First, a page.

Oligodendrogliomas are intracranial tumours that account for 5-25% of all gliomas and 5-10% of all primary intracranial neoplasms. They are identified on histological grounds and now require 1p19q codeletion.

On imaging, these tumours commonly present as a round or oval sharply marginated mass involving the cortex or subcortical white matter, with low attenuation on CT, hypointense compared to grey matter on T1 and hyperintense compared to grey matter on T2-weighted MRI images. The attenuation or signal can be eventually heterogeneous due to calcification, cystic degeneration and haemorrhage.

These are usually tumours of middle-aged adults, occurring most commonly in the 4th and 5th decades of life. 

Oligodendroglioma is considered the third most common glioma accounting for 2%–5% of primary brain tumours and 5%–18% of all glial neoplasms 8

Due to frequent cortical involvement, they most commonly present with seizures.

Gross appearance

Generally, oligodendrogliomas are well-circumscribed, gelatinous, grey masses. They are usually calcified (70-90%: one of the most frequently calcifying tumours), less often with focal haemorrhage. 20% of these tumours are cystic, and they can often expand a gyrus and remodel the skull. They can occur essentially anywhere, including intraventricularly where they are difficult to distinguish from central neurocytomas on light microscopy.

Microscopic appearance and classification

It is essential to appreciate that as of the 2016 update to the WHO classification of CNS tumours, to formally make the diagnosis of oligodendroglioma, a tumour must be shown to have 1p19q co-deletion. If molecular testing is unavailable or is equivocal, then the fall back is histology, and the diagnosis should then be oligodendroglioma NOS (not otherwise specified). 

Oligodendroglioma (WHO grade II/low grade)

Neoplastic oligodendrocytes appear as regular cells with spherical nuclei containing finely granular chromatin surrounded by a halo of cytoplasm "fried egg" appearance under the light microscope. Typically contains a delicate network of anastomosing capillaries giving it a so-called "chicken wire" appearance 6. These tumours are slowly growing.

Anaplastic oligodendroglioma (WHO grade III/high grade)

Increased cellular density, mitotic activity, microvascular proliferation and necrosis.  Nuclear anaplasia is also common.

Anaplastic oligodendrogliomas make up 20-50% of all oligodendrogliomas.

Note: When necrosis is present in an anaplastic tumour, then they are no longer considered WHO Grade IV tumours unless an astrocytic (1p19q intact) component is also present 9


Oligoastrocytomas, a tumour of mixed oligodendroglioma and astrocytoma cell populations have historically been variably reported depending on local practice. As of the 2016 update to the WHO classification of CNS tumours, to make the diagnosis genomic evidence of both astrocytic and oligodendroglial components will be required to make the diagnosis, and as such, they are likely to become rare 9.  

Molecular genetics and subclassification
  • 1p/19q chromosome loss: excellent response to radiation and chemotherapy
  • 1p/19q chromosome intact: refractory to radiation and chemotherapy 2,7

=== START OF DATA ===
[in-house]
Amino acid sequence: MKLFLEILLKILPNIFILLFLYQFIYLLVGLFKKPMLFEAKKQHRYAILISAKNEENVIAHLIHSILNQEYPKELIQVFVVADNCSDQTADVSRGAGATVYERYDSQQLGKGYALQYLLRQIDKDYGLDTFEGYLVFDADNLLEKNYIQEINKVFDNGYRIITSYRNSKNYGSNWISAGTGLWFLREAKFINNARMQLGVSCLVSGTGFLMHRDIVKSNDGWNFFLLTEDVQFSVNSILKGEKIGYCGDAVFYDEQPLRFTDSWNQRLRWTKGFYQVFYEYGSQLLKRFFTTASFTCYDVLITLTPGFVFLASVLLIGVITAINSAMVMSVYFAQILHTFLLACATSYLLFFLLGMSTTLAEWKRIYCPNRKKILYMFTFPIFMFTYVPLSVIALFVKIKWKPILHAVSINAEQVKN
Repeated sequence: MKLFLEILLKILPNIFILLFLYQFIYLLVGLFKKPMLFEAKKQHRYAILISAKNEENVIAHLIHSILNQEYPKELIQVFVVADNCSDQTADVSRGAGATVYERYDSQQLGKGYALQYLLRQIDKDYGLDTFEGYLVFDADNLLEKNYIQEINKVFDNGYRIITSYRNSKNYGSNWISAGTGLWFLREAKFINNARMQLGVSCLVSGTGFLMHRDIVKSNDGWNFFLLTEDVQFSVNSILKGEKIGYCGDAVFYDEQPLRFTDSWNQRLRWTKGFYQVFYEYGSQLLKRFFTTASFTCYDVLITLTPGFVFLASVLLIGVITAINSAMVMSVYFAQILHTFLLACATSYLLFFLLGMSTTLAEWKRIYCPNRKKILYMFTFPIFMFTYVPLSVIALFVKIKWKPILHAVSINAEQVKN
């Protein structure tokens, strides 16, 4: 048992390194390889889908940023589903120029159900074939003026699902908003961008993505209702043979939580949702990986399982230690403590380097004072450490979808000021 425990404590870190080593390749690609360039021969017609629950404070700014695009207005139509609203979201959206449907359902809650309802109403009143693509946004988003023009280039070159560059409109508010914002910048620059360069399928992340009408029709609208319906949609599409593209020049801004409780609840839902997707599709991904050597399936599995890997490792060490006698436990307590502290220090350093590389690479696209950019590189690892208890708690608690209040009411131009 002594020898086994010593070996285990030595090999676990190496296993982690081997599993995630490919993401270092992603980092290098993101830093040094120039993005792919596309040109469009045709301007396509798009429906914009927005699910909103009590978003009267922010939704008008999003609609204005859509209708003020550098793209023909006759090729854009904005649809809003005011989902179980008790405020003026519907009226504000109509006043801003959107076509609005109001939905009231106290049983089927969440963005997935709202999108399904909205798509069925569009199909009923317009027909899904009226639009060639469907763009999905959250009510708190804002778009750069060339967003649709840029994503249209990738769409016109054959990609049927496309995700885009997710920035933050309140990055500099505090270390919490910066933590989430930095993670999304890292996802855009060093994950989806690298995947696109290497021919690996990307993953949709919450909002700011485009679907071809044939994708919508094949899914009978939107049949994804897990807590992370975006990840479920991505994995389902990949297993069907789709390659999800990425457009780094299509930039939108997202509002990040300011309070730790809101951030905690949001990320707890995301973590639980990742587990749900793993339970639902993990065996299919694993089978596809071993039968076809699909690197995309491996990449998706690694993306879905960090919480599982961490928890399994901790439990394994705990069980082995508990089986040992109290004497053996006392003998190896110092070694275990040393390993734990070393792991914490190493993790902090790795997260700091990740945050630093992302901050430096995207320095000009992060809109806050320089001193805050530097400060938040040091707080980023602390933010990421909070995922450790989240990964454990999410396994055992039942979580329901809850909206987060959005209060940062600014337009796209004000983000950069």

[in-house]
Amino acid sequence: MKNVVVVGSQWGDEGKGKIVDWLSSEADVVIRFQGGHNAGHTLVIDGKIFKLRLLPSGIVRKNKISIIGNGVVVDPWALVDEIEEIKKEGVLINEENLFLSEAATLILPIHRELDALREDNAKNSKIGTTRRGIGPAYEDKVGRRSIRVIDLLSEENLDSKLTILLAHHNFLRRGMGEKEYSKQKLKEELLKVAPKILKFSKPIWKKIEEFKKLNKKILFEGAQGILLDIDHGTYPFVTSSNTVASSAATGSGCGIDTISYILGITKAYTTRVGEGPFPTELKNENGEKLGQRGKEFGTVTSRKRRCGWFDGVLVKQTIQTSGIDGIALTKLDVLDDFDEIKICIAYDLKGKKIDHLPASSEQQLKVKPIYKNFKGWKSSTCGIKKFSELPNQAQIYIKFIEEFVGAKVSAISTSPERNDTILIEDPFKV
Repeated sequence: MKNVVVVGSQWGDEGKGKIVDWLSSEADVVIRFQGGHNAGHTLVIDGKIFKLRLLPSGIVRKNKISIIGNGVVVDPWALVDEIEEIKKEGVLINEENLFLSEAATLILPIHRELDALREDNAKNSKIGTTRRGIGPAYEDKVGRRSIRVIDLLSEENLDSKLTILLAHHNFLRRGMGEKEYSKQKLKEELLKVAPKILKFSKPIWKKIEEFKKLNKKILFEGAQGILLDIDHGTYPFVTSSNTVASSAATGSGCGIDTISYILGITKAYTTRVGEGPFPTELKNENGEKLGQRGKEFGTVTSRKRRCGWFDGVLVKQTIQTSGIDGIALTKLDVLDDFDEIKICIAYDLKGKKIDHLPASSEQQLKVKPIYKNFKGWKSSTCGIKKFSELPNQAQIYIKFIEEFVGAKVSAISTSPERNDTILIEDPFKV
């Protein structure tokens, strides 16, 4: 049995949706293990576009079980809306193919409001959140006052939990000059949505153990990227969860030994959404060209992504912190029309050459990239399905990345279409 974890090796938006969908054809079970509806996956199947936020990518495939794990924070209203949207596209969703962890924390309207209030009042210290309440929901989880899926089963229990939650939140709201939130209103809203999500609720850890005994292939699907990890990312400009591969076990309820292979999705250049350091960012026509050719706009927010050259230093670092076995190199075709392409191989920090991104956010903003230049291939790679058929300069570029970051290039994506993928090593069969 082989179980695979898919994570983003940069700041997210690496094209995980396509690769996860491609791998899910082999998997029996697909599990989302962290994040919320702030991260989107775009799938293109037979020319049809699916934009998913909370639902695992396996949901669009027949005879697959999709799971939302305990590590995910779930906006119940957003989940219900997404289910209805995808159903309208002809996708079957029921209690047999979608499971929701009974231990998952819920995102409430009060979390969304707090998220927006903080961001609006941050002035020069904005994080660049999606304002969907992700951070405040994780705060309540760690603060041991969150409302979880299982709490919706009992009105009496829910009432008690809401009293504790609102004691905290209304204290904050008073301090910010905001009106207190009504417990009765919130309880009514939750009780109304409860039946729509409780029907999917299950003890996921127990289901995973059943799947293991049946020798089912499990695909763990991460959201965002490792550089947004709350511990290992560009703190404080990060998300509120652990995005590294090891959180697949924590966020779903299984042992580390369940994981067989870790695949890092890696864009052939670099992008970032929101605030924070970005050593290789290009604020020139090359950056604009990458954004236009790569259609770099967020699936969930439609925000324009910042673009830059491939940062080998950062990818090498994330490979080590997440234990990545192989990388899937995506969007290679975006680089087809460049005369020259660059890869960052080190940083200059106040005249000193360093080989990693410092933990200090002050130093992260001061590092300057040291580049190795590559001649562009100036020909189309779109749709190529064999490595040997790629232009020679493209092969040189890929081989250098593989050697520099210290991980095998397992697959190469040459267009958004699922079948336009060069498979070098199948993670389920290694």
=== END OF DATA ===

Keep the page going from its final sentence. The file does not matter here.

Non-contrast CT

Tumours are of mixed density (hypodense to isodense). High-attenuation areas within the tumour are likely from calcification (70-90% of oligodendrogliomas are calcified) or, less commonly, haemorrhage. Calcification can be located centrally, peripherally or they can be ribbon-like 4. The overlying skull may show pressure erosion.

Post-contrast CT

50% of oligodendrogliomas enhance: degree of enhancement is extremely variable (no enhancement to striking).


Tumours in which 1p/19q is intact show more homogenous signal on T1 and T2 images and have sharper borders than tumours with 1p/19q deletions. Calcification and haemorrhage are difficult to distinguish on MR. Peritumoral vasogenic oedema is minimal.

  • T1: typically hypointense 
  • T2: typically hyperintense (except calcified areas)
  • T2*: calcium seen as areas of "blooming"
  • T1 C+ (Gd): contrast enhancement is common but it is not a reliable indicator of tumour grade, with only 50% of oligodendrogliomas enhancing to a variable degree, and usually heterogeneously
  • DWI
    • typically no diffusion restriction
    • DWI can be used to help differentiate oligodendrogliomas (generally lower grade) from astrocytomas (generally higher grade); astrocytomas have higher ADC values probably because of their lower cellularity and greater hyaluronan proportion. 5
  • MR perfusion: increased vascularity "chicken wire" network of vascularity results in elevated relative cerebral blood volume (rCBV) of grade II vs grade III on PWI; PWI has a sensitivity of 95% and PPV or 87% for distinguishing grade II from grade III oligodendrogliomas 1; a threshold of 1.75, rCBV above this threshold demonstrate more rapid tumour progression 1

11C-Methionine studies can be used to differentiate oligodendrogliomas from anaplastic oligodendrogliomas. FDG uptake of oligodendrogliomas is similar to normal white matter. FDG uptake of anaplastic oligodendrogliomas is similar to normal grey matter.

As mentioned earlier response to radiochemotherapy and hence prognosis depends significantly on presence or absence of 1p19q gene deletion 2,7

Treatment is surgical, with adjuvant radiotherapy and chemotherapy. Although they are macroscopically well delineated, infiltration is present at their margins and local recurrence is common. Five years survival rate is approximately 50-75%.

General imaging differential considerations include:

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Article Information

rID: 1772
Section: Pathology
Synonyms or Alternate Spellings:
  • Oligodendrogliomas
  • ODs

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Cases and Figures

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